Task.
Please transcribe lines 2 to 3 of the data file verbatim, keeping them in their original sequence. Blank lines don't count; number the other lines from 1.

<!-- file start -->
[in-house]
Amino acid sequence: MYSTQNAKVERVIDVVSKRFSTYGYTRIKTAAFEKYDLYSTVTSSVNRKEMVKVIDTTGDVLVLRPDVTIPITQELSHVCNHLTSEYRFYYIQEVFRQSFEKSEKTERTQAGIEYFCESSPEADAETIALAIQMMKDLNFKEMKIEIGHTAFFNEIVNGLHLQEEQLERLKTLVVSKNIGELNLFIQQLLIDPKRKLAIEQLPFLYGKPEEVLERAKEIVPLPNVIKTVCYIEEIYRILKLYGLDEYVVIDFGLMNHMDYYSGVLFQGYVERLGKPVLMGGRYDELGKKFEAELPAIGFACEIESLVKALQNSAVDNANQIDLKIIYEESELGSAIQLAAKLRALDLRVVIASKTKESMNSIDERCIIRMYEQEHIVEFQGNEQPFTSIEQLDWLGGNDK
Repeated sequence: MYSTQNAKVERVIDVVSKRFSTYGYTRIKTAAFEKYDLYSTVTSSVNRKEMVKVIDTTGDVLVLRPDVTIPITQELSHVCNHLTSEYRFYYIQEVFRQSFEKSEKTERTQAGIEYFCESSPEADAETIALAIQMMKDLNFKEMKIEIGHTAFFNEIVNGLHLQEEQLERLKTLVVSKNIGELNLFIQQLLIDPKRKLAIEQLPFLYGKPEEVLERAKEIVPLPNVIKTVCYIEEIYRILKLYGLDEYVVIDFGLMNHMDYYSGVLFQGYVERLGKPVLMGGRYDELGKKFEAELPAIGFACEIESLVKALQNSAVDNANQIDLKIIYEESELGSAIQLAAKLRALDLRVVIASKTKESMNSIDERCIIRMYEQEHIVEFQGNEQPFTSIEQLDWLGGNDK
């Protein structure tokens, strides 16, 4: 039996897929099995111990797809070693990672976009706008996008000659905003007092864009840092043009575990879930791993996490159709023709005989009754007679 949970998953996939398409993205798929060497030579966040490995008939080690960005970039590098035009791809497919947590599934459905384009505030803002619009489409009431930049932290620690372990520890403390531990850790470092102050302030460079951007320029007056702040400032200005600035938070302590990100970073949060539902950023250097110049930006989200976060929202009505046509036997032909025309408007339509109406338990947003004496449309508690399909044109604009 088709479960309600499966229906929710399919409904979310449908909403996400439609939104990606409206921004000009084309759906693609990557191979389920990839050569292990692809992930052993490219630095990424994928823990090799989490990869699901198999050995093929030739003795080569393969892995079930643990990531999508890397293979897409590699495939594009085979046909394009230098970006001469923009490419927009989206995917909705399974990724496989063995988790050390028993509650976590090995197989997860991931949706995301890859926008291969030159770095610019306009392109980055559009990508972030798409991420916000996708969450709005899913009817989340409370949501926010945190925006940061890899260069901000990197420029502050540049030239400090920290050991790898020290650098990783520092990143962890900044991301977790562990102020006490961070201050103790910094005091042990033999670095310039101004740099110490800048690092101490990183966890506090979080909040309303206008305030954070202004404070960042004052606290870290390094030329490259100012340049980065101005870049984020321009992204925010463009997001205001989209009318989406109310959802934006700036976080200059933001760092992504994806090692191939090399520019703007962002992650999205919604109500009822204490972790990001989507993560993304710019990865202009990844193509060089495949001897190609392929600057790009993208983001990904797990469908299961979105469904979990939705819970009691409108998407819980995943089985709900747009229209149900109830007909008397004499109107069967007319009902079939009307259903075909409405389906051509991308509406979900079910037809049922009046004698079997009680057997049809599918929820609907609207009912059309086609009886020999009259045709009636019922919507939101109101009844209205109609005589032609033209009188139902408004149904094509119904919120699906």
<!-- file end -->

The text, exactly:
Amino acid sequence: MYSTQNAKVERVIDVVSKRFSTYGYTRIKTAAFEKYDLYSTVTSSVNRKEMVKVIDTTGDVLVLRPDVTIPITQELSHVCNHLTSEYRFYYIQEVFRQSFEKSEKTERTQAGIEYFCESSPEADAETIALAIQMMKDLNFKEMKIEIGHTAFFNEIVNGLHLQEEQLERLKTLVVSKNIGELNLFIQQLLIDPKRKLAIEQLPFLYGKPEEVLERAKEIVPLPNVIKTVCYIEEIYRILKLYGLDEYVVIDFGLMNHMDYYSGVLFQGYVERLGKPVLMGGRYDELGKKFEAELPAIGFACEIESLVKALQNSAVDNANQIDLKIIYEESELGSAIQLAAKLRALDLRVVIASKTKESMNSIDERCIIRMYEQEHIVEFQGNEQPFTSIEQLDWLGGNDK
Repeated sequence: MYSTQNAKVERVIDVVSKRFSTYGYTRIKTAAFEKYDLYSTVTSSVNRKEMVKVIDTTGDVLVLRPDVTIPITQELSHVCNHLTSEYRFYYIQEVFRQSFEKSEKTERTQAGIEYFCESSPEADAETIALAIQMMKDLNFKEMKIEIGHTAFFNEIVNGLHLQEEQLERLKTLVVSKNIGELNLFIQQLLIDPKRKLAIEQLPFLYGKPEEVLERAKEIVPLPNVIKTVCYIEEIYRILKLYGLDEYVVIDFGLMNHMDYYSGVLFQGYVERLGKPVLMGGRYDELGKKFEAELPAIGFACEIESLVKALQNSAVDNANQIDLKIIYEESELGSAIQLAAKLRALDLRVVIASKTKESMNSIDERCIIRMYEQEHIVEFQGNEQPFTSIEQLDWLGGNDK